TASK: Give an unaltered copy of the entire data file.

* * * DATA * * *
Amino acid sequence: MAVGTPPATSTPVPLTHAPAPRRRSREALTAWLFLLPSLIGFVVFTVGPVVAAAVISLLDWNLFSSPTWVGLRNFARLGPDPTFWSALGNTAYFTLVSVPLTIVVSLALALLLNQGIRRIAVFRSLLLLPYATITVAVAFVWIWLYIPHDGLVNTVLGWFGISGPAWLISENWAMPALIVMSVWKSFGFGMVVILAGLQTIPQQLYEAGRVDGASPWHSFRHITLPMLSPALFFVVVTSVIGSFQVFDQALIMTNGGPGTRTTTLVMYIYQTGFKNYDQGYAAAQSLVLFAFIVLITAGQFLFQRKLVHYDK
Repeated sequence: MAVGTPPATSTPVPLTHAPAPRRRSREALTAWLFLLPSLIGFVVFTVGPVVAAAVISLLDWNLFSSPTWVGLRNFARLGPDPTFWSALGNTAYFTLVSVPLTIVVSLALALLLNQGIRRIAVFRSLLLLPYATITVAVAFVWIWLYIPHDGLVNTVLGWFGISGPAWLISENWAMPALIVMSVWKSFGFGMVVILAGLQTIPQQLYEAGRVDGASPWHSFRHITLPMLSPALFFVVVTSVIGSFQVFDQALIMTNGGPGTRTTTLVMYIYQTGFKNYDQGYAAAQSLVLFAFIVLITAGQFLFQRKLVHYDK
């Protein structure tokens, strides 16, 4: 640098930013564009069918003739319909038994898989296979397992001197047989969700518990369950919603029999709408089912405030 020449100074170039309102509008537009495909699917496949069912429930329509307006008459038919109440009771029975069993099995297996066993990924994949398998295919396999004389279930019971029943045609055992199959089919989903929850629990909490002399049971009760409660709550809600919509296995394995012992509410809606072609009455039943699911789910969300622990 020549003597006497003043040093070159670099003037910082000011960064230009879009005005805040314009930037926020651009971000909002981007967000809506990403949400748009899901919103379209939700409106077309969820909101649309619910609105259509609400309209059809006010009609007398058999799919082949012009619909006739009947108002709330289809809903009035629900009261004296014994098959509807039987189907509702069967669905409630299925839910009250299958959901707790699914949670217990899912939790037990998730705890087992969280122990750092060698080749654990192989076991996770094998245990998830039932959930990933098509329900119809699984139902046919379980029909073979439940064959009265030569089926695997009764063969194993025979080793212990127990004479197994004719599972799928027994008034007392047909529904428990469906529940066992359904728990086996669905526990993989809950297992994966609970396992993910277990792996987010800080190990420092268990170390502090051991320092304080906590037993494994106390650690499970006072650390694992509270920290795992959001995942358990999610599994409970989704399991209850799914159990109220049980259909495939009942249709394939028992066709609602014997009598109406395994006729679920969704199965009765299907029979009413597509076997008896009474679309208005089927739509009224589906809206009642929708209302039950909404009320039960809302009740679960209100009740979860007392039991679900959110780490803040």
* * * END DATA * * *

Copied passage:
Amino acid sequence: MAVGTPPATSTPVPLTHAPAPRRRSREALTAWLFLLPSLIGFVVFTVGPVVAAAVISLLDWNLFSSPTWVGLRNFARLGPDPTFWSALGNTAYFTLVSVPLTIVVSLALALLLNQGIRRIAVFRSLLLLPYATITVAVAFVWIWLYIPHDGLVNTVLGWFGISGPAWLISENWAMPALIVMSVWKSFGFGMVVILAGLQTIPQQLYEAGRVDGASPWHSFRHITLPMLSPALFFVVVTSVIGSFQVFDQALIMTNGGPGTRTTTLVMYIYQTGFKNYDQGYAAAQSLVLFAFIVLITAGQFLFQRKLVHYDK
Repeated sequence: MAVGTPPATSTPVPLTHAPAPRRRSREALTAWLFLLPSLIGFVVFTVGPVVAAAVISLLDWNLFSSPTWVGLRNFARLGPDPTFWSALGNTAYFTLVSVPLTIVVSLALALLLNQGIRRIAVFRSLLLLPYATITVAVAFVWIWLYIPHDGLVNTVLGWFGISGPAWLISENWAMPALIVMSVWKSFGFGMVVILAGLQTIPQQLYEAGRVDGASPWHSFRHITLPMLSPALFFVVVTSVIGSFQVFDQALIMTNGGPGTRTTTLVMYIYQTGFKNYDQGYAAAQSLVLFAFIVLITAGQFLFQRKLVHYDK
């Protein structure tokens, strides 16, 4: 640098930013564009069918003739319909038994898989296979397992001197047989969700518990369950919603029999709408089912405030 020449100074170039309102509008537009495909699917496949069912429930329509307006008459038919109440009771029975069993099995297996066993990924994949398998295919396999004389279930019971029943045609055992199959089919989903929850629990909490002399049971009760409660709550809600919509296995394995012992509410809606072609009455039943699911789910969300622990 020549003597006497003043040093070159670099003037910082000011960064230009879009005005805040314009930037926020651009971000909002981007967000809506990403949400748009899901919103379209939700409106077309969820909101649309619910609105259509609400309209059809006010009609007398058999799919082949012009619909006739009947108002709330289809809903009035629900009261004296014994098959509807039987189907509702069967669905409630299925839910009250299958959901707790699914949670217990899912939790037990998730705890087992969280122990750092060698080749654990192989076991996770094998245990998830039932959930990933098509329900119809699984139902046919379980029909073979439940064959009265030569089926695997009764063969194993025979080793212990127990004479197994004719599972799928027994008034007392047909529904428990469906529940066992359904728990086996669905526990993989809950297992994966609970396992993910277990792996987010800080190990420092268990170390502090051991320092304080906590037993494994106390650690499970006072650390694992509270920290795992959001995942358990999610599994409970989704399991209850799914159990109220049980259909495939009942249709394939028992066709609602014997009598109406395994006729679920969704199965009765299907029979009413597509076997008896009474679309208005089927739509009224589906809206009642929708209302039950909404009320039960809302009740679960209100009740979860007392039991679900959110780490803040």